3. Consider lowering the gravity. While the recipe doesn't indicate a target starting or finishing gravity (let alone ABV), my beer began with an original gravity of 1.064 and finished with a gravity of 1.014. This means the beer is a hefty one, around 6.7% ABV. Using a lower gravity recipe (by cutting back on the amount of extract used) would up the drinkability of this beer considerably. In Asimov's article, he notes that Oliver's take on the beer came in at 4.9% ABV, a nearly impossible result given the recipe. I'm inclined to believe that Oliver tweaked the gravity for drinkability's sake.
4. Try another yeast. In addition to the gravity adjustment, try fermenting with White Labs' California Ale Yeast or Fermentis' Safale US-05. The result will be less fruity (which will cut back on implied sweetness), and more highly attenuated, leaving a drier, lighter body.
For whatever reason, people seem to have forgotten that there were in fact two beers in Kass's release. It's a shame, because the porter is the better beer, and I certainly preferred brewing it. The recipe is more thorough, specifying exactly the types of grain necessary, and the methods are described more clearly.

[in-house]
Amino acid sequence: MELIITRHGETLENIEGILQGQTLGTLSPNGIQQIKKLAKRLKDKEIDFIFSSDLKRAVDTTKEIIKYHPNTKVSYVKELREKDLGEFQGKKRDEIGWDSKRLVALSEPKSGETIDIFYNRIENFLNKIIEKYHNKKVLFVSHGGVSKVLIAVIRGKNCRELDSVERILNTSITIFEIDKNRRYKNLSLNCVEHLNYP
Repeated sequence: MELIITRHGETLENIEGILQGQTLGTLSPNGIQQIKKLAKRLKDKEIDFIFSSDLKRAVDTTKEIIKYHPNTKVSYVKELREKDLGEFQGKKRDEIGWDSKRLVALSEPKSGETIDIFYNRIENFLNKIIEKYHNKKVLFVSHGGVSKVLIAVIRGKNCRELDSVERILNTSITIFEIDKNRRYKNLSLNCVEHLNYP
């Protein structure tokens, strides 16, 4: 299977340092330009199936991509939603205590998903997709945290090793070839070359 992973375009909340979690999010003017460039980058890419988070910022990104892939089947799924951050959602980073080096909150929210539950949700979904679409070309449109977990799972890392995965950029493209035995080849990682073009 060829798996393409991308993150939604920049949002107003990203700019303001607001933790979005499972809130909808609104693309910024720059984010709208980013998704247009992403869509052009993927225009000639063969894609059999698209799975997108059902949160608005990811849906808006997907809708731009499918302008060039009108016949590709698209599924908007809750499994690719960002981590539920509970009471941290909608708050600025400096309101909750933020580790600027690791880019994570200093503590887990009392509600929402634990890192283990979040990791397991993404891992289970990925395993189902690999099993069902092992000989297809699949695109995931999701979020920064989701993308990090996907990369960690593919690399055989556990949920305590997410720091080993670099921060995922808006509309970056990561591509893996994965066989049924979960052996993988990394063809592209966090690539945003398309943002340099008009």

The only confusion came from the use of the strange "HBU" measurement, which I had to look up. These are "Homebrew Bitterness Units," and quantify hop alpha acid content independent of variety specification. I used some scrap hops I had leftover in my freezer to get to the necessary 10 HBU (specifically, I used a half ounce of Super Galena at 13% AA, and a quarter ounce of Nugget at 14%). Once I brewed it, fermentation went smoothly, and the final product was ready in just a few short weeks.
Aromas of plum jam, honey and figs are rounded out by some spicy hop character in this beer. The flavor is less sweet than the honey brown and much easier to drink, with a clean, dry finish, and a lower gravity (my OG/FG were 1.056 and 1.008, respectively, yielding an ABV around 6.3%)
I wouldn't change a ton about this beer, except maybe to increase the black and chocolate malt a touch to provide a bit more malt depth, and to use a cleaner fermenting yeast. The prescribed Nottingham strain produced a heavy load of fruity esters. Again, White Labs' California Ale Yeast or Fermentis' Safale US-05 might be worth trying.
Tell Us Your Results!
Have you brewed the White House beers? What did you think?
About the author: Mike Reis is a Certified Cicerone and Co-Director of Beer at the Monk's Kettle and Abbot's Cellar restaurants in San Francisco. Follow him on Twitter @beerspeaks or find him behind a pint near you.
More from Mike Reis
How to Identify Hops in Your Beer: The Three C's
8 Tips for Hosting a Beer Dinner at Home
The Best Places to Drink Beer Outside in San Francisco and the East Bay
Aging Beer: 6 Tips to Get You Started
Hops From a Land Down Under
The Best Beers I Drank In Europe